I can't remember how I stumbled across this book (full title, "Divine Intervention: The Most Controversial True Story of Spiritual Contact and Enlightenment You Will Ever Read"), but I picked it up for a very good price at Amazon.com and I'm finding it to be a real page-turner. I started reading it last night and stopped only because it was time to go to bed.
The basic premise of this book is that the spirit of Diana, Princess of Wales, initiated after-death contact with a holistic health journalist whom she had previously met only casually. Ms. Courteney seems to have been specifically selected by Diana to tell her story. After experiencing a range of severe and seemingly physical trauma (which she calls a "spiritual crisis")--which, in retrospect, obviously mirror the injuries that Diana suffered in her fatal car accident--Ms. Courteney begins to receive direct-thought communications from "Diana."
In order to accept this story, the reader has to make a massive leap in belief: That Princess Diana would communicate in this way, and that Ms. Courteney is the chosen channel for it. However, I know that such things are possible, and for now, I haven't found any reason to disbelieve it.
I was drawn to this book because, in the fourteen years since Diana's death, I have always wondered what her last moments were like. And like the millions who were traumatized by her death, I left with more than the usual number of unanswered questions: there were too many loose threads left hanging. The worldwide trauma that resulted from her death suggests that there is more to the story than we consciously know, and certainly more than we were told. Will this book answer these questions? And more importantly, will it answer them credibly? I will let you know.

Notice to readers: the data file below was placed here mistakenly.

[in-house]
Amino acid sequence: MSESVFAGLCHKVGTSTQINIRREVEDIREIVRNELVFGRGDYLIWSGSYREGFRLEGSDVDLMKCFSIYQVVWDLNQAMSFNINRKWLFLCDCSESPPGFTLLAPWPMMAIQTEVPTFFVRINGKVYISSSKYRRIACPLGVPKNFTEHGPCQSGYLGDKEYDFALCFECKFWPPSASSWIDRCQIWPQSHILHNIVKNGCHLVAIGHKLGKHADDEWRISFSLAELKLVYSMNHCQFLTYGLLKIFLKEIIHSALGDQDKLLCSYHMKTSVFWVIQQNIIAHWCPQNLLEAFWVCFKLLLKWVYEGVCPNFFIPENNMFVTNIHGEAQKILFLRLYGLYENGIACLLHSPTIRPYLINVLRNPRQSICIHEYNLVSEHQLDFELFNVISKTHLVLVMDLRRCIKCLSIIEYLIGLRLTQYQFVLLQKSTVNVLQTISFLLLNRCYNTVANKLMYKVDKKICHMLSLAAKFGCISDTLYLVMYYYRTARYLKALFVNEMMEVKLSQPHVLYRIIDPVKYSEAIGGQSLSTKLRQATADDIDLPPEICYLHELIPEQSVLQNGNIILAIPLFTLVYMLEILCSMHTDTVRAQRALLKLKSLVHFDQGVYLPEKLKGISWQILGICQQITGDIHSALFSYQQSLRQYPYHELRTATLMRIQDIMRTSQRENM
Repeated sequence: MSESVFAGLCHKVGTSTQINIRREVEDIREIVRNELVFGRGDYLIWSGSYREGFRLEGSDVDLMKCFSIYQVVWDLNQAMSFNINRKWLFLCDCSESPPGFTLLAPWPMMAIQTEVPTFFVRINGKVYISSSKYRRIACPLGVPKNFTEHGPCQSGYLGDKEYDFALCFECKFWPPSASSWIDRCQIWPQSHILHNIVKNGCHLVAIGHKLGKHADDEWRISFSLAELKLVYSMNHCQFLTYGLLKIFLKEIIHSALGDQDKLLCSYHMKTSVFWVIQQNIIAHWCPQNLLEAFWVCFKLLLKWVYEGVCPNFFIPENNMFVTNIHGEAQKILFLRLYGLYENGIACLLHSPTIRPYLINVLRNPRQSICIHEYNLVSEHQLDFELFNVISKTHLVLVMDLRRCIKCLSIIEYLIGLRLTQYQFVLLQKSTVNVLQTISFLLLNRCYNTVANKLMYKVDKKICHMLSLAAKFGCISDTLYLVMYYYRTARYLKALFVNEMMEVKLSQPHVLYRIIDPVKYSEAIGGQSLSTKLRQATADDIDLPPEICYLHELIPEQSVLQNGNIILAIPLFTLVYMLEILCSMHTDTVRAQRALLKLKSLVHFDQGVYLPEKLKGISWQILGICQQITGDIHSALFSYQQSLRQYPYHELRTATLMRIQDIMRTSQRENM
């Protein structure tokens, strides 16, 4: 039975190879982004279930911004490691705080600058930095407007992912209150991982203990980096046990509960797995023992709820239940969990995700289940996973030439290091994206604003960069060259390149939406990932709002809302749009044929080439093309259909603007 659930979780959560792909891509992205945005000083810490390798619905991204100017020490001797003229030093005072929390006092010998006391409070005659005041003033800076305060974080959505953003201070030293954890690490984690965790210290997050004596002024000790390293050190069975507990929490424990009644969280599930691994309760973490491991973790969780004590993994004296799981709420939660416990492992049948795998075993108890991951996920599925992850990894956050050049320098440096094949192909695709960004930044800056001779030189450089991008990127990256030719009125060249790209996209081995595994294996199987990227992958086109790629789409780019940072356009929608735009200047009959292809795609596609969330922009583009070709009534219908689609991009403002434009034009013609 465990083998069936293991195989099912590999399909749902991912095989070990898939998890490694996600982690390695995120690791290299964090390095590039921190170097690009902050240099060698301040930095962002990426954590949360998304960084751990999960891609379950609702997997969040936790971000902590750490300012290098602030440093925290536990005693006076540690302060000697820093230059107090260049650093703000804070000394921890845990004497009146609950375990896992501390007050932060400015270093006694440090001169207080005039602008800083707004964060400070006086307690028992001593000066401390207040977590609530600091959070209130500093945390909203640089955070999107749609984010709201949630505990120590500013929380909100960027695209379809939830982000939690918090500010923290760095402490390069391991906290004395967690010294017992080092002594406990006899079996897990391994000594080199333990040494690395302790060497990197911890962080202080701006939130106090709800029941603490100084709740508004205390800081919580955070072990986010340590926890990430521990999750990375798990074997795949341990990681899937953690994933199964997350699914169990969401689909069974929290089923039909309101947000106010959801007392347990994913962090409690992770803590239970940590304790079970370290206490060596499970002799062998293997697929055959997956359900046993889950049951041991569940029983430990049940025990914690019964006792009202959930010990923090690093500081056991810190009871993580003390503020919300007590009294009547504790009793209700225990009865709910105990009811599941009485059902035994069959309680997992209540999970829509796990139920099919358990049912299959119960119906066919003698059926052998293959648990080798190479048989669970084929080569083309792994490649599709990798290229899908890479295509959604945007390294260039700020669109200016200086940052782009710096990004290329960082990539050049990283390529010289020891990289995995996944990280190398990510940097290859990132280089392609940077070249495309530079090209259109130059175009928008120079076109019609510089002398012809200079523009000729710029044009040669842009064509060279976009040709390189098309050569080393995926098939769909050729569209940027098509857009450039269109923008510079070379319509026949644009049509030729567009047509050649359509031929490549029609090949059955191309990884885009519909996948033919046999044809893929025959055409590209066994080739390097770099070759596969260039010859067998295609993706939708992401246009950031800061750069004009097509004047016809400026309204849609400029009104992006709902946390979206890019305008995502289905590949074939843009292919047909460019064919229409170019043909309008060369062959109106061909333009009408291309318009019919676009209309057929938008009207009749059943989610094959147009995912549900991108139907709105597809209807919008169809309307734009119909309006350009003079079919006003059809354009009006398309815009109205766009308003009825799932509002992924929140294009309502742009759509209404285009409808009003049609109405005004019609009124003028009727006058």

I generally don't pay much attention to mediumship accounts, mostly because there's no way to verify the information. And most of the public, televised, and book-publishing "mediums" (you know who they are) are probably bogus. But Ms. Courteney strikes me as different.... mostly because she does not strike me as being "that" sort of medium. She did not have a career as a medium, and although she is a writer, "Divine Intervention" reads like a publication sorely in need of an editor. It's well-written but unpolished; which, strangely enough, makes to story told more believable.